The CBO’s “current law” baseline provides a general framework for how that might be accomplished. Following the baseline path of spending and revenues would reduce deficits to a more sustainable level over the next five years, although more would need to be done to maintain that favorable result.
Under the baseline, which assumes that no legislation increasing the deficit is enacted, revenues would rise from their current recession-induced level of 14.6 percent of GDP to 20.1 percent of GDP by 2015. Spending would fall from 23.8 percent of GDP to 22.8 percent. The resulting deficit, 2.7 percent of GDP, would temporarily stabilize the debt-to-GDP ratio and provide breathing room for more ambitious, and necessary, deficit reduction efforts.  
While sticking to this baseline would require strong political will, it would not require new legislation. If Congress simply does nothing, the deficit will decline substantially as the economy recovers.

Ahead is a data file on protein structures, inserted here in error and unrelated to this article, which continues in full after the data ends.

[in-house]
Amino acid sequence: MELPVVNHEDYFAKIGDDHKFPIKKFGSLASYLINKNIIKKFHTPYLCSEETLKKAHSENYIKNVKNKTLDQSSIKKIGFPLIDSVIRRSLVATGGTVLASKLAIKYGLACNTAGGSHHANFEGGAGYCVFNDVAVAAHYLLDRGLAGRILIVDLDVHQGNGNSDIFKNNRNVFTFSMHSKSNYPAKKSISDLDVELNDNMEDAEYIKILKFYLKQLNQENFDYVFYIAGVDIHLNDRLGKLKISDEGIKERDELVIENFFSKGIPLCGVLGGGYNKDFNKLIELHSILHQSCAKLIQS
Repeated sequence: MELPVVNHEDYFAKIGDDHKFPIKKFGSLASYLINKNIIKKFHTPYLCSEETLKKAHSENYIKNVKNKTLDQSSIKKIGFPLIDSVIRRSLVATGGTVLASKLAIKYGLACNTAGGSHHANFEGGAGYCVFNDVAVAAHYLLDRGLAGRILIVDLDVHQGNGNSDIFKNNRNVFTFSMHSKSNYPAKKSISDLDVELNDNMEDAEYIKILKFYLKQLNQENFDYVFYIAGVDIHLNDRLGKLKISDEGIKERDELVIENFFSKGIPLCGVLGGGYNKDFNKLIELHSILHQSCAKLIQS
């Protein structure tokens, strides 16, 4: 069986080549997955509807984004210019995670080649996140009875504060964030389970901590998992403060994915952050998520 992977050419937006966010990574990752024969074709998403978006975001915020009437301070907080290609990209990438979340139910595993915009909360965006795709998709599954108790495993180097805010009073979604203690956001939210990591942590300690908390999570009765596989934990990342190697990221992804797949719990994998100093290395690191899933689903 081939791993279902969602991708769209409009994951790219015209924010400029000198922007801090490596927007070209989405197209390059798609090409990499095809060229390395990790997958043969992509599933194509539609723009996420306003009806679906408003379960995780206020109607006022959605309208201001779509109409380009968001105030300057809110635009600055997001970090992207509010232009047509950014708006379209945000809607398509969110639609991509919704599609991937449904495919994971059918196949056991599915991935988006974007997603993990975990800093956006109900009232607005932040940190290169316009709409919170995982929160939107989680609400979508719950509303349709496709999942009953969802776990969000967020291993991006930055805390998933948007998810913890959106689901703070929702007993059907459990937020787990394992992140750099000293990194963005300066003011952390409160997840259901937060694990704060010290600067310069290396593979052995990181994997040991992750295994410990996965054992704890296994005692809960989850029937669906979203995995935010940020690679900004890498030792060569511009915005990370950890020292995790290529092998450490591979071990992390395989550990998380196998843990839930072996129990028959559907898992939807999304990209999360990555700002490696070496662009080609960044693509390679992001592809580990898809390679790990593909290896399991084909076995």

However, in assuming no new legislation the baseline assumes some tough choices that are not included in many campaign platforms. It assumes, for example, the expiration of all tax cuts that are set to expire, no further relief from the growing reach of the Alternative Minimum Tax (AMT), appropriations growing no faster than inflation, and a sharp decrease in Medicare physician reimbursements, as required by current law. It also assumes that Medicare cuts and tax increases enacted in this year’s health care reform legislation are implemented on schedule to cover the cost of increased health insurance coverage.